Paul Ostrander

 

Municipalities all over the country go at marketing themselves in different ways. Sometimes it’s in a specific direction, like tourism. Or their efforts are aimed at trying to court new businesses into town. In Kenai, those sorts of questions are just starting to get tossed around.

 

 


The Kenai River's annual dipnet fishery started on Wednesday. On this week's Kenai Conversation, we talk with Kenai city manager Paul Ostrander about the city's role in seeing that things go smoothly for those three weeks and what the city is doing to try and capture a few more of those tourism dollars that can be just as difficult to catch as a net full of reds.


The city of Kenai will release its draft budget for the next fiscal year in a couple weeks. City manager Paul Ostrander spoke with KDLL’s Shaylon Cochran about putting together a new budget amid all the uncertainty with the state budget. Last year’s general fund appropriations totaled a little more than $16 million with all expenditures coming in at just over $28 million and Ostrander expects a modest increase in the 2020 budget of less than one percent.

Alaska Gasline Development Corporation

 

It’s been two years since the Municipal Advisory Gas Project Review Board met. The group was formed in 2014 by former Governor Sean Parnell to give cities along the planned 800-mile route of the AK LNG line a voice in how the project is developed. And now, with a new administration in Juneau and a busy 2019 planned for the gas project, the group could be getting back together, and potentially with a new member.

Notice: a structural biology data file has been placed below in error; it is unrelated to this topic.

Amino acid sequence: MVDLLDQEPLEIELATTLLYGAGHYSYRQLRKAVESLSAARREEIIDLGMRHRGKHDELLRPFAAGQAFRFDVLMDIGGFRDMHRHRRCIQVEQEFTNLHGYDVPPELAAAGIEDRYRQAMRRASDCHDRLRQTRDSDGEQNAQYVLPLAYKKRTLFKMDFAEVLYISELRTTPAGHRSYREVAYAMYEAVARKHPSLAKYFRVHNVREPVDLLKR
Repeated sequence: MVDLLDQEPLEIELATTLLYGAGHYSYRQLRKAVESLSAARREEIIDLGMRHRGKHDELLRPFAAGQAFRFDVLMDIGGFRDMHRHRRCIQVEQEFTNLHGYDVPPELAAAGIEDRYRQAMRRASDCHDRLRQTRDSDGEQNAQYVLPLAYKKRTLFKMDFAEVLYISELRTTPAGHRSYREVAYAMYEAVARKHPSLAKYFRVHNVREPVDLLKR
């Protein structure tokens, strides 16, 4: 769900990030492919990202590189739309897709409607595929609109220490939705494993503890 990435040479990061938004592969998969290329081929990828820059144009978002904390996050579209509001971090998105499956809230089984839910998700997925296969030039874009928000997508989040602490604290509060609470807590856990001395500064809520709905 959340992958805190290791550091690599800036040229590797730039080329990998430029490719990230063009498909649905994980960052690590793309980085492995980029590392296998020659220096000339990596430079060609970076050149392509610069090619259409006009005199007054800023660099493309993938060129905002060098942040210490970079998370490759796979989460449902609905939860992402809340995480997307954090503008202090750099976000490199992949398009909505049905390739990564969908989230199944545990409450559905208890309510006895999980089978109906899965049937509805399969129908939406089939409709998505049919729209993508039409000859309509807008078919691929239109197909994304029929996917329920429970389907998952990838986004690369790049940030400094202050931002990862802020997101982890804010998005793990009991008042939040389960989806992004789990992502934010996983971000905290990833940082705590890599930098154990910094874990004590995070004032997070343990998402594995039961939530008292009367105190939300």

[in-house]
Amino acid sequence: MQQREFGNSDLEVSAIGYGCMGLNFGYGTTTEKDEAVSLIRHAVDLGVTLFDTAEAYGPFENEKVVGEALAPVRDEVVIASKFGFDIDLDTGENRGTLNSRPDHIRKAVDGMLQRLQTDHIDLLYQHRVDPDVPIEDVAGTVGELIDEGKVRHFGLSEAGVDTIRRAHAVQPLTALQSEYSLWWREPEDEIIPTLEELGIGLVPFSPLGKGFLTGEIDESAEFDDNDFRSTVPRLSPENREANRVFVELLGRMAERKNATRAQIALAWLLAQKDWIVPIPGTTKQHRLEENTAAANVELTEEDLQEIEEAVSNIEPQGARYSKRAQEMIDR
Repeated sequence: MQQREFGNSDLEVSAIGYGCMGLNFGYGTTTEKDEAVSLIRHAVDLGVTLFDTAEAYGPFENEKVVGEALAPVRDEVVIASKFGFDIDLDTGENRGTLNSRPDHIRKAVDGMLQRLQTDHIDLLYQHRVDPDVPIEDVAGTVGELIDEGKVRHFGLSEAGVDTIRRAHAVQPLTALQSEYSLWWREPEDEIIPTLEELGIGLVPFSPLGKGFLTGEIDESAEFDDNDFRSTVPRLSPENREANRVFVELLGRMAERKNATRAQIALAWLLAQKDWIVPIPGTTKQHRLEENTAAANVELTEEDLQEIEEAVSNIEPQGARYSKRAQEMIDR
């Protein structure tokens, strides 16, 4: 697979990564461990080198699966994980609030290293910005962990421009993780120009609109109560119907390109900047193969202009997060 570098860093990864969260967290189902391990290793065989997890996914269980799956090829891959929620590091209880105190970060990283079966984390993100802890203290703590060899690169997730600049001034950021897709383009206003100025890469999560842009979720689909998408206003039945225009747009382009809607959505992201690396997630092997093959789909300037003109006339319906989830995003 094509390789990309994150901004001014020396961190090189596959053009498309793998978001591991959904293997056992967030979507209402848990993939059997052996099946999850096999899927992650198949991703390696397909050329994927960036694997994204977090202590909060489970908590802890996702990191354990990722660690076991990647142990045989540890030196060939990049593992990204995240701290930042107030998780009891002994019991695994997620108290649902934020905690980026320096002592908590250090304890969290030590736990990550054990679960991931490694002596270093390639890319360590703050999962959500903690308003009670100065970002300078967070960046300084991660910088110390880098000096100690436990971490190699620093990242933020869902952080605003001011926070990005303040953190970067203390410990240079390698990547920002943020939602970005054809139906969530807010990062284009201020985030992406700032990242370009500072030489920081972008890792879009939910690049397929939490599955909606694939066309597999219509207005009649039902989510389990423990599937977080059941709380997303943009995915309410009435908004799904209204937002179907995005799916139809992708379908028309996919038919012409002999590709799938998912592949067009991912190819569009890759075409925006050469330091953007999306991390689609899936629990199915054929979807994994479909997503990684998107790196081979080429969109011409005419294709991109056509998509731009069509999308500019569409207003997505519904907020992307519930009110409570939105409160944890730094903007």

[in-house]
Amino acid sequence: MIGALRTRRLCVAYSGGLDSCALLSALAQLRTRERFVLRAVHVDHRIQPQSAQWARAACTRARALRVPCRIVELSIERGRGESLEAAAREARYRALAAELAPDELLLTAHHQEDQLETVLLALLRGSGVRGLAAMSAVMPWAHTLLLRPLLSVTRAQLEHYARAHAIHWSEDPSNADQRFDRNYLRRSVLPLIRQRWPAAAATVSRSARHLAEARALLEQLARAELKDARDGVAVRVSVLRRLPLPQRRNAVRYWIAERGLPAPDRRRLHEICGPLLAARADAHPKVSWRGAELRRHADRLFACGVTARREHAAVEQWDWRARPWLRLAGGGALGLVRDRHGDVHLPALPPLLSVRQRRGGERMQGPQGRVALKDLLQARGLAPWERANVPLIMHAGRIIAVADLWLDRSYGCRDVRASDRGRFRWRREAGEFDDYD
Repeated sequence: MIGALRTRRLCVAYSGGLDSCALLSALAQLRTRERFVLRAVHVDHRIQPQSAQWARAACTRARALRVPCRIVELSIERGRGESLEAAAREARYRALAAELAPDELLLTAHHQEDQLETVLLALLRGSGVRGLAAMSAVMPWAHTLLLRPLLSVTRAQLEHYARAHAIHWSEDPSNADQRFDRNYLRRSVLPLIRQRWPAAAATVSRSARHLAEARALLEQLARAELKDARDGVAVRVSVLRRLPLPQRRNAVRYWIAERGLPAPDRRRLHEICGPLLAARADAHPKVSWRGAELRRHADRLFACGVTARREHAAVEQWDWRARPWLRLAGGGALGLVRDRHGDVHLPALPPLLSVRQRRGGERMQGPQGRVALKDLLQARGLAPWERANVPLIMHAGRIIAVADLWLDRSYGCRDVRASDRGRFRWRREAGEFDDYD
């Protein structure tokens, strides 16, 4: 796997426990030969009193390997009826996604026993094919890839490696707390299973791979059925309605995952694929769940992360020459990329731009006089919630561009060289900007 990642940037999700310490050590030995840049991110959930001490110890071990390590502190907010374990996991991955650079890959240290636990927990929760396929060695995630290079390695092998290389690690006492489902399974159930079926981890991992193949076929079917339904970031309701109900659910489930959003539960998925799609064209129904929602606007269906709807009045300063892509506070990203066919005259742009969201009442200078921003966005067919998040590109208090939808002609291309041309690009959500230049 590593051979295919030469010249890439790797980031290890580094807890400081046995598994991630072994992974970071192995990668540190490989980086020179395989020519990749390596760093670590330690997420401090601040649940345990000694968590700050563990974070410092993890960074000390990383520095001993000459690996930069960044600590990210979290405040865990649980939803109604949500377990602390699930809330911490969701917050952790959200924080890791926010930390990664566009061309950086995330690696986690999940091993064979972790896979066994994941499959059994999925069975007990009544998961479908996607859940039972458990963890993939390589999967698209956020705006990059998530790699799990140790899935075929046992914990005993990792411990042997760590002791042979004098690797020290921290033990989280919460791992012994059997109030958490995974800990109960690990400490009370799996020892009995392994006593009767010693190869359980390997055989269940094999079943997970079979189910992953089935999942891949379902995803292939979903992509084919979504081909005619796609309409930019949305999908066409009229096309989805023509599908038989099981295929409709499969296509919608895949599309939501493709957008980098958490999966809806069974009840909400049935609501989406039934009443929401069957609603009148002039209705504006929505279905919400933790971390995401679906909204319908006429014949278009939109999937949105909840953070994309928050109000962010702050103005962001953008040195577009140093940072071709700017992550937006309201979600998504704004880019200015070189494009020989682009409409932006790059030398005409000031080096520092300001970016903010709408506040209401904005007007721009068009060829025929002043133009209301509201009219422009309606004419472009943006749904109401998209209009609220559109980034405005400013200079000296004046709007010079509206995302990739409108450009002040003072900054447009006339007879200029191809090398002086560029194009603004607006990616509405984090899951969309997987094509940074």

Remodeling at the Kenai Municipal Airport terminal has begun. City Manager Paul Ostrander informed the city council of that at last week’s meeting.

“Construction did begin last week. However, there’s only going to be a small amount of work done before winter comes,” he said. “And the real work won’t begin until late-winter, early spring, probably April May. So there’ll probably not be a lot to see until we get into spring of next year.”

The City of Kenai is scrambling to find a new operator of the city dock, after being informed the past vendor will not be returning and not getting any response from others.

“And I notified Harbor Commission of this the other night that our concessioner that has been operating the dock for the last couple of years, Copper River Seafoods, is not interested in pursuing that again this year. We did not find that out until a couple of weeks ago," City Manager Paul Ostrander explained to the Kenai City Council.

Spring may still be around the corner, with summer just a fond hope for the future, but the city of Kenai is actively working on projects to make the July dipnet season more convenient for participants. 

At last week’s meeting, the Kenai City Council voted to move funds from a completed South Beach access project, to needs on the north side of the river.

The out-sized home near the southern mouth of the Kenai River is finally out of the city of Kenai’s hair. Known as the Dragseth Mansion, the sale was finalized earlier this month, according to City Manager Paul Ostrander.

“We did receive on February 5th the remainder of the funds for the Dragseth Mansion, so that’s been completed now,” he said. “It actually was received on time, so we are no longer the owner of that.”

There was another strong earthquake felt in Kenai almost exactly two years ago, though much closer than Tuesday morning's 7.9 event, meaning it caused a whole lot more damage in the Central Peninsula.

Some of that damage occurred to the Kenai City Dock during the January 24th, 2016, 7.1 earthquake.

City Manager Paul Ostrander explained to the Kenai City Council the administration’s plan to repair the damage, using funds left over from two other, completed projects.